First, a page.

Renaming the Community Center for Tempie Avery

Joe Newman

The proposal to rename the Montford Community Center in honor of Tempie Avery is moving ahead. Tempie was a freed slave, a woman of remarkable achievement, whose home stood on the site now occupied by the center.

What Has Been Accomplished So Far

The proposal was initiated by Martha Warren, Tempie’s gr-gr-gr-grandaughter, and carried forward by Cathryn McLeod. It has won the support of the African American Heritage Commission, the Historic Resources Commission (HRC), the Montford Neighborhood Association and its Executive Board, and the more than 200 citizens who signed a petition to rename the center. Having gained the approval of the Advisory Board of the City of Asheville Parks and Recreation Department, the proposal is now ready to go before City Council.

Tempie Avery’s Life and Significance Today

Based on historical research conducted by Martha Warren, Cathryn McLeod, and others, we know that Tempie was born circa 1826 and came to Asheville as an enslaved girl in 1840. She served the Nicholas Woodfin family as a nurse and midwife until the Civil War ended in 1865 and for several years after emancipation, learning skills she would use to make her living as a free woman.

In 1868, Nicholas Woodfin gave Tempie one acre of land where the Montford Community Center now stands, land that was then on the northwestern fringe of Asheville. Tempie made her home there for almost 50 years, leaving the land to several descendants when she died in 1917. From her little home at what became the intersection of Pearson Drive and West Chestnut Street, Tempie could watch Montford developing as a neighborhood. Even earlier, she was able to look out at the wooded land behind her home and see the African American community of Stumptown coming to life.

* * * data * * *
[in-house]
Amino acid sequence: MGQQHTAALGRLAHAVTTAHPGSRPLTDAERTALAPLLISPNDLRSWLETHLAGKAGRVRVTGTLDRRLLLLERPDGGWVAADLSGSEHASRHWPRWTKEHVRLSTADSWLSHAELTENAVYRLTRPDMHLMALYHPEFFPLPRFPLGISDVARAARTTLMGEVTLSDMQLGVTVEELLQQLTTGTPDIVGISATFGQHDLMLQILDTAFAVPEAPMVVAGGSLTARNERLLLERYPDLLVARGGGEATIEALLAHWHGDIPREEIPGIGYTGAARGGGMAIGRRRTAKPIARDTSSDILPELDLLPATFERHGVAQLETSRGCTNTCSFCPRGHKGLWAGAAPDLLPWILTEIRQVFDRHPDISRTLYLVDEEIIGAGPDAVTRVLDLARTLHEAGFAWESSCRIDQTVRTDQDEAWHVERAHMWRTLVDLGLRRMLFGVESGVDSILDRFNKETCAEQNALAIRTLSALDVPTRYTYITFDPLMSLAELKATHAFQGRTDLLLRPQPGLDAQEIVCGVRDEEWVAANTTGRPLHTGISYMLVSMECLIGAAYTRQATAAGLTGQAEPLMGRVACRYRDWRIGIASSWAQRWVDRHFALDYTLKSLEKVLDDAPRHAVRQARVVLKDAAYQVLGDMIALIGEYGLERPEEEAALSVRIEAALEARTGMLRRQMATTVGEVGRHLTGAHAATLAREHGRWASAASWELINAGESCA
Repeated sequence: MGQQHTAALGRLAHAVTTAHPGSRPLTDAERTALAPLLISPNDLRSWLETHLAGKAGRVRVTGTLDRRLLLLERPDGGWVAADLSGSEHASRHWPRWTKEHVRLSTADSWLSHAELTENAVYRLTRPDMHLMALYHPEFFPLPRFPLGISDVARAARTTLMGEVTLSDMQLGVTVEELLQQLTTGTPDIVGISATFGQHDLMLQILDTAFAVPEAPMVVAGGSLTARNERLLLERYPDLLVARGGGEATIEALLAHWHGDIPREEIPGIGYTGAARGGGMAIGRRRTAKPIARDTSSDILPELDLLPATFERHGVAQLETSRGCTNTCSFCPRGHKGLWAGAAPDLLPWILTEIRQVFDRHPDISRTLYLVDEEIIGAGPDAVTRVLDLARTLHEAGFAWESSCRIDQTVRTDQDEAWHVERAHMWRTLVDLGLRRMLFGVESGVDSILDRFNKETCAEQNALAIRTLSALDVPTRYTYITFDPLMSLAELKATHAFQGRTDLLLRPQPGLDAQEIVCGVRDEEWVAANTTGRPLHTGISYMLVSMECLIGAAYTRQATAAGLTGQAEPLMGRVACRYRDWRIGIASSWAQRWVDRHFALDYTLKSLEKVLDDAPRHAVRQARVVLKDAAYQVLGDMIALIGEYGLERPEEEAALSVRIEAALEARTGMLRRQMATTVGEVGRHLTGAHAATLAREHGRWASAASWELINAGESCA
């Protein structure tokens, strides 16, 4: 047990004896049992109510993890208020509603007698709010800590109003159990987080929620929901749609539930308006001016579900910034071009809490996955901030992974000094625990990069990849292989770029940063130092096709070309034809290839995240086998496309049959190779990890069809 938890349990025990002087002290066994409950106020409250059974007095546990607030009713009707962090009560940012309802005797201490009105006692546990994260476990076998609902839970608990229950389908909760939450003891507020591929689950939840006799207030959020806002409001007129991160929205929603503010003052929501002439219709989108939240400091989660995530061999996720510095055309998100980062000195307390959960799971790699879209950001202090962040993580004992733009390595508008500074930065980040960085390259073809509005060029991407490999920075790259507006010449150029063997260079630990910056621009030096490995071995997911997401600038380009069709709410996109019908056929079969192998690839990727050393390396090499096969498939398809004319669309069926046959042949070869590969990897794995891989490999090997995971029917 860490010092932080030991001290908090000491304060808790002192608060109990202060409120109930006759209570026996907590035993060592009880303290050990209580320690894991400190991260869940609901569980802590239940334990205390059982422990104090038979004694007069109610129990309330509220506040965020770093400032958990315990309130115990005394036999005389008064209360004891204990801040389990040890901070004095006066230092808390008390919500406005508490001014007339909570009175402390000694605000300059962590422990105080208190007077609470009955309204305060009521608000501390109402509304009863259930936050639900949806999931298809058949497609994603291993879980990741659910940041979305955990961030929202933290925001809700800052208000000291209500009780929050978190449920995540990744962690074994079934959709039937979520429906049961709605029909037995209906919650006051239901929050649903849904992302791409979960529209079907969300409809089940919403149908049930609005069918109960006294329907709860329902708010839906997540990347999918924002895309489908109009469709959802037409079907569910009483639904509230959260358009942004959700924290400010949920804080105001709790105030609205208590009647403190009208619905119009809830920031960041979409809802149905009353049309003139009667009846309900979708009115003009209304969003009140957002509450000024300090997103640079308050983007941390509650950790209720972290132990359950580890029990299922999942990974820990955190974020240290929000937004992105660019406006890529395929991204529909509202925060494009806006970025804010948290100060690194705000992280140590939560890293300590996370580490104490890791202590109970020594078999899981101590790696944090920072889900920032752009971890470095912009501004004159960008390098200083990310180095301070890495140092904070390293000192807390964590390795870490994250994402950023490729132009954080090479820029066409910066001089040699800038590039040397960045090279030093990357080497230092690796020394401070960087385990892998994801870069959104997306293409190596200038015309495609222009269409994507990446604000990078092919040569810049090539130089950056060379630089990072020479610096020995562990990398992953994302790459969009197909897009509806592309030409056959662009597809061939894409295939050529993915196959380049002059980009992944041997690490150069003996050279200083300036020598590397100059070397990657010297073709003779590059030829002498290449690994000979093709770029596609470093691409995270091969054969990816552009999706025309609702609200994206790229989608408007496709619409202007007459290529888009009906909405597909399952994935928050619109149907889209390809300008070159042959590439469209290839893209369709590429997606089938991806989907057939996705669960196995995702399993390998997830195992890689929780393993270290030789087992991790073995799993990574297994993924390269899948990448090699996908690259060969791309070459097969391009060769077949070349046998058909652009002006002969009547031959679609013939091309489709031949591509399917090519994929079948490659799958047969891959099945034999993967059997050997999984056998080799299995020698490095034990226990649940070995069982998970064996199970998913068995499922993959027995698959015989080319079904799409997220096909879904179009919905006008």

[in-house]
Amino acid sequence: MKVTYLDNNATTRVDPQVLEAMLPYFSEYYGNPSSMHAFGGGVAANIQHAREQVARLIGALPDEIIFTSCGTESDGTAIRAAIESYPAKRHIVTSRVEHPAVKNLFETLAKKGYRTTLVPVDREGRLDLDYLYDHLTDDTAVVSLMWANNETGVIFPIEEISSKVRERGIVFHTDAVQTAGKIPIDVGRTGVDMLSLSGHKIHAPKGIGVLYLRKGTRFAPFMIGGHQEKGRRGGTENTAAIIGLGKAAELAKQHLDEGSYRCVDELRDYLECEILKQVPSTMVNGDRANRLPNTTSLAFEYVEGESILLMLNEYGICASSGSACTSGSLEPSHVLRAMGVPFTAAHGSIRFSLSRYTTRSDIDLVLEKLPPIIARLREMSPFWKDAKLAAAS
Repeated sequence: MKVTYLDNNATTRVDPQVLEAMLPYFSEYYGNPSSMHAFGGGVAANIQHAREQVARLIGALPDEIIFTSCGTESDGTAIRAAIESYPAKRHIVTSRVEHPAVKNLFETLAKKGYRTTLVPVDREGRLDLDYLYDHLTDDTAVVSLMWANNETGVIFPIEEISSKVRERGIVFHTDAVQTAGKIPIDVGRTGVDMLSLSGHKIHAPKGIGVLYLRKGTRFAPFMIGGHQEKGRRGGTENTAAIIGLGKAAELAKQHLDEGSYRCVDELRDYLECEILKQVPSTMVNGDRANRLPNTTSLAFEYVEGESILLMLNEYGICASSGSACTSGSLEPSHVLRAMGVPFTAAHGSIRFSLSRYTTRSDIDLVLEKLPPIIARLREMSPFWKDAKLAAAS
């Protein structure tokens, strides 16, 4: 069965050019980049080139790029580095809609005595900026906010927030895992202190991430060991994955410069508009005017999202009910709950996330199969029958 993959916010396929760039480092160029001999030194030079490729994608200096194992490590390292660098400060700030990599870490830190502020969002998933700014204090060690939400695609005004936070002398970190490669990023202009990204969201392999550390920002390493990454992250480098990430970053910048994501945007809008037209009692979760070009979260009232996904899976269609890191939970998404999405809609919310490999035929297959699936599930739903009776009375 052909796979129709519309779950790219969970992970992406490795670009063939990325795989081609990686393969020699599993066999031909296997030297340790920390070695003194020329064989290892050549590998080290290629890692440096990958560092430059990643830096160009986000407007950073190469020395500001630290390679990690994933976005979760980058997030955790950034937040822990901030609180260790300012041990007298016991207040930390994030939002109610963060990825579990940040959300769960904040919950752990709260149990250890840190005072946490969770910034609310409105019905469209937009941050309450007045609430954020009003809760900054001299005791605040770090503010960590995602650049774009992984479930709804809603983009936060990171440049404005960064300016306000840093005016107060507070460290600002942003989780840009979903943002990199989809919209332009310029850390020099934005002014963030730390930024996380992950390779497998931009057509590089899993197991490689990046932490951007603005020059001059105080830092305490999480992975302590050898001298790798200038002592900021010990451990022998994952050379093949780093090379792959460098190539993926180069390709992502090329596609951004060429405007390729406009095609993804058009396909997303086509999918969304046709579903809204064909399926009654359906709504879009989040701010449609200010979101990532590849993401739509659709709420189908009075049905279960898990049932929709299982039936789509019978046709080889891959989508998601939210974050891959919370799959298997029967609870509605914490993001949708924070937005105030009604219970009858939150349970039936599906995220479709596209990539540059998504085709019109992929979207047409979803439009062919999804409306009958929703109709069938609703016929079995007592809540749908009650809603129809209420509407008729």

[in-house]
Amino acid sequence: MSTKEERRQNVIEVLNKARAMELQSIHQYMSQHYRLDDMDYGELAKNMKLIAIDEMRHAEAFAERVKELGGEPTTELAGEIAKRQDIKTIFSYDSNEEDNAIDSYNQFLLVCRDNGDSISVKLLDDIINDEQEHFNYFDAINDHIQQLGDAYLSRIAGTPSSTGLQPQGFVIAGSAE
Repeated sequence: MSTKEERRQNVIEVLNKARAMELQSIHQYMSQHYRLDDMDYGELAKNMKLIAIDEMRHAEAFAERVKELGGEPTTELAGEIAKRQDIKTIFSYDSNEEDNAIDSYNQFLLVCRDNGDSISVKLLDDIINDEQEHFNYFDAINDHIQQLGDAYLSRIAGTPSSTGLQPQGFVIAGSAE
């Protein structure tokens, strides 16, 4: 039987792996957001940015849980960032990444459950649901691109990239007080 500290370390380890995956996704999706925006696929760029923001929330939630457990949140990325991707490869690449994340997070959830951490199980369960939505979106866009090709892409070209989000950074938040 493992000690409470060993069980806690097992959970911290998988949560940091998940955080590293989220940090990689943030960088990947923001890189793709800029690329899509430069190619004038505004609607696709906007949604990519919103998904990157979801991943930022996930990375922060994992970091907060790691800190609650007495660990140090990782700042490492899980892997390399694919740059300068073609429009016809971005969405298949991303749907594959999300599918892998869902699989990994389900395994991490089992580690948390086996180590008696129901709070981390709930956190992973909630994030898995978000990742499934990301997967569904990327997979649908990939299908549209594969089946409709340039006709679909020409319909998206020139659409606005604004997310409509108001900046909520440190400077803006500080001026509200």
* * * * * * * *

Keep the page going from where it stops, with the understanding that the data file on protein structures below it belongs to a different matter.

Tempie’s services as a midwife and nurse were in demand throughout Asheville. Over the course of her life, she delivered hundreds of babies, black and white. She became so popular that when she grew ill and eventually passed away, tributes and memorials were published in the Asheville Citizen. Tempie’s love for children of both races and her devotion to their well-being were the hallmarks of her life and her legacy to us.

Her life as a free woman was not easy. Tempie had to work hard to support herself, her husband, and her children, sometimes as the sole bread-winner of her family. In addition to serving as a nurse and midwife, she found it necessary to take in laundry to make ends meet.

Today we can view her life as a symbol of the struggle for survival of the many African Americans who lived in Asheville from Reconstruction through the early 1900s, years that were marked by the legal restoration of white supremacy.

What Remains to be Done

Tempie Avery (1823-1917) holding baby Pauline Moore. Photo courtesy of Special Collections, The North Carolina Room, Pack Memorial Library.

Many citizens who signed the petition to rename the community center commented that given the deep cultural and political divides in our nation today, it seems timely to rename the center for this extraordinary woman. With the advice of the Parks and Recreation Advisory Board, we will ask Asheville City Council to rename the center the Tempie Avery Montford Community Center.  We encourage supporters of the proposal to attend the City Council meeting on Tuesday, October 3, 2017, at 5:00 p.m. in the Council Chamber on the Second Floor of City Hall.

October 3 will be a big day. Tempie is honored on one of the historical panels recently installed on the bus shelters at the intersection of Montford Avenue and Cullowhee Street. The dedication of the panels will take place at the intersection on Tuesday, October 3, at 9:30 a.m. (See the article in the August/September 2017 Montford Newsletter, p 5.)

Read More about Tempie Avery

From Zoe Rhine:

From Cathryn McLeod and Martha Warren:

From Rob Neufeld: